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So confused. Sex with another man, with husband's permission.

(38 Posts)
GrommitsEarsHurt Fri 27-Oct-17 17:00:54

I'm 41, have been with DH for 14 years and married for 12. We have a 7 year old DD.

For the past few years, I have felt that there was something wrong in our marriage. I didn't feel in love any more, and sex was very rare, maybe four times a year. DH reassured me that he still fancied me, but seldom instigated sex, and had problems ejaculating due to medication he is taking. However, I no longer felt attracted to him.

Largely, this is due to clashes in who we are as people. I have always found him rather placid and lacking in motivation. I always took the lead in planning our lives socially, whilst he was happy to go along with "whatever". I then became unwell with a long term health condition, and was unable to do the planning to the same degree. As a result, we have had no fun for a very long time.

DH became depressed looking after our DD and me, and working too, and was very, very tired which didn't help. Things had felt wrong, though, for a long time before I became unwell. There always seemed to be something missing, but because DH is such a lovely, kind man, I pushed it to one side.

Over the summer I started to realise that I really need more sex, and found sex with my DH to lack passion. We had to admit to ourselves that we have very different sexual tastes, and that we couldn't meet each other's sexual needs. We agreed that we could have sex outside of our marriage, in order to meet those needs.

I have been seeing a friend for sex about once a month. My DH has said he doesn't want sex with anyone else yet. I now think I have fallen for my friend. I'm pretty sure he doesn't feel the same way. I know that my friend is not suitable long term relationship material, and that my feelings are more of an indication about what is missing from my marriage mixed with excitement and newness etc. But I feel like if I am having those feelings, I shouldn't be married anymore.

Yet my husband is a wonderful man who loves me. And I love him, but not how a wife should. Should I leave my husband and also end things with my friend, or should I fight for my marriage?. I want to do what is right for my DD, and feel awful that I could begin to tear her world apart, by ending my marriage, for a non-specific reason. DH isn't abusive, he is lovely. What do I do?

Farontothemaddingcrowd Fri 27-Oct-17 17:12:43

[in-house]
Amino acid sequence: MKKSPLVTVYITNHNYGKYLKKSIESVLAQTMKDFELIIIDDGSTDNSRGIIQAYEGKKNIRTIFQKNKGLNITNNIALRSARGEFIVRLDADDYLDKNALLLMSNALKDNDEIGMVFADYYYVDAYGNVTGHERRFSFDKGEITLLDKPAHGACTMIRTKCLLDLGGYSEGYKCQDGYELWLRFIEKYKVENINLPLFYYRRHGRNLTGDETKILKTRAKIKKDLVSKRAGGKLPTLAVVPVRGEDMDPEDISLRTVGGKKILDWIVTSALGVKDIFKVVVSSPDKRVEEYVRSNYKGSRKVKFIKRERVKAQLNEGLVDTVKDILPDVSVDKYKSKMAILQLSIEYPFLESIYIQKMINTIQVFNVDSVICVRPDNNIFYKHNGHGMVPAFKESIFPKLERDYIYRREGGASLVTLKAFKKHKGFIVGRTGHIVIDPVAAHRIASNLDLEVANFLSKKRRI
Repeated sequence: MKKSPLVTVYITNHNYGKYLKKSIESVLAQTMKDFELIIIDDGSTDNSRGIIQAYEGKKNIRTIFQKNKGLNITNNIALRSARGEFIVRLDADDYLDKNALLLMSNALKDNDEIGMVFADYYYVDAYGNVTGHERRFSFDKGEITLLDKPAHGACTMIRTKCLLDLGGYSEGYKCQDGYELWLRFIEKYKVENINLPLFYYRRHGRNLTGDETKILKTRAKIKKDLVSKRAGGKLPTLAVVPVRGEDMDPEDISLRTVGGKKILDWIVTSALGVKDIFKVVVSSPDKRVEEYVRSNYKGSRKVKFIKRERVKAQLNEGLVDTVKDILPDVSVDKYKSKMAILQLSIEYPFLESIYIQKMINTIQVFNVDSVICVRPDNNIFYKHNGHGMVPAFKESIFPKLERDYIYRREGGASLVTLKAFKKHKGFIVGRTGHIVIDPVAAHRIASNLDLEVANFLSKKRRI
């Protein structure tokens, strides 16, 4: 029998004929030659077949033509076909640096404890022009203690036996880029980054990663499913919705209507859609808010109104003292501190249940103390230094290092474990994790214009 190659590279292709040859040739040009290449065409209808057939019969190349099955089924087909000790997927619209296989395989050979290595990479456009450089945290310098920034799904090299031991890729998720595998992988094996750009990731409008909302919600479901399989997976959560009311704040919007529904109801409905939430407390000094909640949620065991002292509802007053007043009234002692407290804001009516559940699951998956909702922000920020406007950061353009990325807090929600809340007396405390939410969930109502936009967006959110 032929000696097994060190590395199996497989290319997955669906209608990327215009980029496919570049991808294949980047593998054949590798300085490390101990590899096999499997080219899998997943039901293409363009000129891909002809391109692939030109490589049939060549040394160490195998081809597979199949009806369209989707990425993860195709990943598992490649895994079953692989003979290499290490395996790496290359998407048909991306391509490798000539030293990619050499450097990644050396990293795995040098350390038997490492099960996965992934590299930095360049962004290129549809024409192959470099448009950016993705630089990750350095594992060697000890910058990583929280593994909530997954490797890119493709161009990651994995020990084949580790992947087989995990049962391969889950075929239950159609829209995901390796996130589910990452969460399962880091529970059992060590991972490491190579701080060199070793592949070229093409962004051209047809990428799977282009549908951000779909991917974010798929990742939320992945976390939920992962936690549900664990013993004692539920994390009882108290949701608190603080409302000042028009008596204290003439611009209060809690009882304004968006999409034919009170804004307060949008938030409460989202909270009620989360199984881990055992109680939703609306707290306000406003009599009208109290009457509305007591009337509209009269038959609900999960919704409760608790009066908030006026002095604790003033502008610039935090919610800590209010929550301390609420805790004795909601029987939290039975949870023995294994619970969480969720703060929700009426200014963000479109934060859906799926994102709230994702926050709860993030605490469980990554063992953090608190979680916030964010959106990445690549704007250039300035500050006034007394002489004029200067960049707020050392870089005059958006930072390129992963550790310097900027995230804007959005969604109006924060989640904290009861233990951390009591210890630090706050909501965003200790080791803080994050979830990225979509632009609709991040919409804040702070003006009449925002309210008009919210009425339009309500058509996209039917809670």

I think it's evident that your marriage is over. Make a clean break and move on.

MyKingdomForBrie Fri 27-Oct-17 17:14:13

Yep, it’s over. Move on.

GrommitsEarsHurt Fri 27-Oct-17 17:18:12

I agree that it's over, I am worried about the impact that separating will have on my DD. Do we stay married as friends for her sake? I feel so bad to break up her world for such petty sounding reasons.

QuiteLikely5 Fri 27-Oct-17 17:19:14

You really should have nurtured your marriage when you had the chance but it seems you have passed the point of no return.

Any relationship is fun, exciting and lustful in the beginning and they will all go stale after twelve years with no effort

Farontothemaddingcrowd Fri 27-Oct-17 17:19:48

No it's more confusing for your dd to have parents in a sham marriage. Divorce is never ideal but kids are resilient and cope, especially if you keep things amicable. Don't let this charade drag on.

GrommitsEarsHurt Fri 27-Oct-17 17:21:52

Who said we hadn't made an effort for 12 years, Quite?

I made absolutely loads of effort when I first felt things were going wrong. We went to counselling, but it made little difference. My DH is brilliant at talking the talk. But when it comes down to changing his behaviour, he just will not do that long term.

TheNaze73 Fri 27-Oct-17 17:23:17

I think he’s set you up as he’s unhappy. You’ve committed adultery & walks away guilt free

GrommitsEarsHurt Fri 27-Oct-17 17:24:07

Far - I do think that if we end it now, we can co-parent well. I really like my DH, and feel so sad (and tearful) that our marriage has gone down the tubes. But I don't want to leave it until we can't stand each other, and then can't co-parent effectively. At the moment, I would be quite happy even us all sharing a bigger house so that we can coparent together under one roof. Is that a recipe for disaster?

RedForFilth Fri 27-Oct-17 17:24:23

You won't be "tearing her world apart". The sooner people realise that on the whole kids are resilient, adapt quickly and just want time with both parents and for them to be happy, the better. Loads of kids come from a variety of family set ups. A split won't ruin their lives. Sure, it will change it but life is change isn't it.

I'd end both relationships. Open relationships only work with certain boundaries in certain relationships.

StaplesCorner Fri 27-Oct-17 17:24:39